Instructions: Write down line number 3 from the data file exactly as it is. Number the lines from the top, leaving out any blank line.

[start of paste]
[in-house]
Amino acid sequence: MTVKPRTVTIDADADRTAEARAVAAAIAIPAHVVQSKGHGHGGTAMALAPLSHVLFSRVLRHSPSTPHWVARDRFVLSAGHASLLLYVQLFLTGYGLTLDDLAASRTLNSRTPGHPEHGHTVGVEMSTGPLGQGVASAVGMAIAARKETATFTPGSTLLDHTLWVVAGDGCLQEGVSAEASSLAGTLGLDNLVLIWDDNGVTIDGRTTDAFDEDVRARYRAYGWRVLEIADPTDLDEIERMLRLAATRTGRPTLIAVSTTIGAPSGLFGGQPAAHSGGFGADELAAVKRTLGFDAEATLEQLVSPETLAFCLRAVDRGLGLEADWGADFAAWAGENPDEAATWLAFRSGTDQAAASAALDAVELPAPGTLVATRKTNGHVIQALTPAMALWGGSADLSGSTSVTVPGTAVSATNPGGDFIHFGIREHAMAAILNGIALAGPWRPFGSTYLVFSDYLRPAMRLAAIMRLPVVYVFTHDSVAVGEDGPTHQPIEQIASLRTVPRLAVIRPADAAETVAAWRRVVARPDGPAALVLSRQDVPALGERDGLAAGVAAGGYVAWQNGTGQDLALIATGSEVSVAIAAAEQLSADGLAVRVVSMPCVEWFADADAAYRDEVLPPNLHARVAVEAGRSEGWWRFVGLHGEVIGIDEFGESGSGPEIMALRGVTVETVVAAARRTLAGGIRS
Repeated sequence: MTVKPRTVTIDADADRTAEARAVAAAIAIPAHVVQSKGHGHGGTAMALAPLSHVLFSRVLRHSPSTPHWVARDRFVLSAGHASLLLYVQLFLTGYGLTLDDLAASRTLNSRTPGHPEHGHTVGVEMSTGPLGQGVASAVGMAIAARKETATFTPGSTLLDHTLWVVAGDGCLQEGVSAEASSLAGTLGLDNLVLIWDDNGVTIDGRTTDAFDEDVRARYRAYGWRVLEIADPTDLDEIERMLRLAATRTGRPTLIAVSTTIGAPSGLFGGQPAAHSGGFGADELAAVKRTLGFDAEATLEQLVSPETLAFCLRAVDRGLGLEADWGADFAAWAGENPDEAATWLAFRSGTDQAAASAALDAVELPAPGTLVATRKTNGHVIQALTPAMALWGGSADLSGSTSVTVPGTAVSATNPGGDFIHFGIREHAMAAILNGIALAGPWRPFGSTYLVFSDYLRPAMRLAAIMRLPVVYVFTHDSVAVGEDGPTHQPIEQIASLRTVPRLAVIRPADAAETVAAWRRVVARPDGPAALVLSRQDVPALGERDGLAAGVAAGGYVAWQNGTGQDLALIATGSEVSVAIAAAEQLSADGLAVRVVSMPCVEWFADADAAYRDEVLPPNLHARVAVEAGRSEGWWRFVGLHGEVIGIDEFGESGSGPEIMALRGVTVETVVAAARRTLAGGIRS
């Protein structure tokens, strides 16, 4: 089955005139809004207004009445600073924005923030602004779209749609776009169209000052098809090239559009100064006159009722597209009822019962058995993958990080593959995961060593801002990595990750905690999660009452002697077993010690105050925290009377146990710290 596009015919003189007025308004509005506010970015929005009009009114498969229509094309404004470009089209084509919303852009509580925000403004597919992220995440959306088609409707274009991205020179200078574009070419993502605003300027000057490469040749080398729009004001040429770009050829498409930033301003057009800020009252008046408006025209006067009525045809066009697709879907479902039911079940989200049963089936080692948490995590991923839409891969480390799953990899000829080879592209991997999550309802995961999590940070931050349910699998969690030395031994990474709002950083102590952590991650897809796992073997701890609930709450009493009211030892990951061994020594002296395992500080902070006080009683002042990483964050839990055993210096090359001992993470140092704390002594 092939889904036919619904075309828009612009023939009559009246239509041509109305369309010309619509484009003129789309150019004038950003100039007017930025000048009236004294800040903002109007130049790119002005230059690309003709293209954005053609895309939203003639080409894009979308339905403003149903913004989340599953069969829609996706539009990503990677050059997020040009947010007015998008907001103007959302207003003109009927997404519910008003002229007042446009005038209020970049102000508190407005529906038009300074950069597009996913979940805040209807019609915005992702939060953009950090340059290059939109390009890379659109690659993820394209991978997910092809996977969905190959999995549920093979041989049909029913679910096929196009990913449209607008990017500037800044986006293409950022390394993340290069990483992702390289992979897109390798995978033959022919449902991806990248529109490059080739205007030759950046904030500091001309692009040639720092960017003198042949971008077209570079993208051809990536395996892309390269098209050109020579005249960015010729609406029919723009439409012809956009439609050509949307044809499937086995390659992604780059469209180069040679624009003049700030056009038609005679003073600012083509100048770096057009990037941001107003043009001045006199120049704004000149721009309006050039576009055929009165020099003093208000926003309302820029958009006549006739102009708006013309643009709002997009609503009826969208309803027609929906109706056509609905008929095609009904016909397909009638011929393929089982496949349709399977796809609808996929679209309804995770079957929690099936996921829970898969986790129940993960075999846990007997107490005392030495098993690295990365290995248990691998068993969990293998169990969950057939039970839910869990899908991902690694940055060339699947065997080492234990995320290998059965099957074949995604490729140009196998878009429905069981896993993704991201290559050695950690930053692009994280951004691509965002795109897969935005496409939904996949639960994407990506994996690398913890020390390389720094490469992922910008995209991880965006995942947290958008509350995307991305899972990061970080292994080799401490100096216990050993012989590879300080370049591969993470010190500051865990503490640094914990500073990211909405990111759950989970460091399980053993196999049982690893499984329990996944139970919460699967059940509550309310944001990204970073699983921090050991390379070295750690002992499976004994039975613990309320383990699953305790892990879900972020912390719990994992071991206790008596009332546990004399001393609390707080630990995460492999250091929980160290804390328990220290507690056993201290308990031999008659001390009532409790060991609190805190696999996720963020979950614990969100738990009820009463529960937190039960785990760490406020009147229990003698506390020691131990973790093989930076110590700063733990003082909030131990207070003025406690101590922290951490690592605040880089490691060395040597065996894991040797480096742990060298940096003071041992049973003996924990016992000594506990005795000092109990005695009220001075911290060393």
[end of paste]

Repeated sequence: MTVKPRTVTIDADADRTAEARAVAAAIAIPAHVVQSKGHGHGGTAMALAPLSHVLFSRVLRHSPSTPHWVARDRFVLSAGHASLLLYVQLFLTGYGLTLDDLAASRTLNSRTPGHPEHGHTVGVEMSTGPLGQGVASAVGMAIAARKETATFTPGSTLLDHTLWVVAGDGCLQEGVSAEASSLAGTLGLDNLVLIWDDNGVTIDGRTTDAFDEDVRARYRAYGWRVLEIADPTDLDEIERMLRLAATRTGRPTLIAVSTTIGAPSGLFGGQPAAHSGGFGADELAAVKRTLGFDAEATLEQLVSPETLAFCLRAVDRGLGLEADWGADFAAWAGENPDEAATWLAFRSGTDQAAASAALDAVELPAPGTLVATRKTNGHVIQALTPAMALWGGSADLSGSTSVTVPGTAVSATNPGGDFIHFGIREHAMAAILNGIALAGPWRPFGSTYLVFSDYLRPAMRLAAIMRLPVVYVFTHDSVAVGEDGPTHQPIEQIASLRTVPRLAVIRPADAAETVAAWRRVVARPDGPAALVLSRQDVPALGERDGLAAGVAAGGYVAWQNGTGQDLALIATGSEVSVAIAAAEQLSADGLAVRVVSMPCVEWFADADAAYRDEVLPPNLHARVAVEAGRSEGWWRFVGLHGEVIGIDEFGESGSGPEIMALRGVTVETVVAAARRTLAGGIRS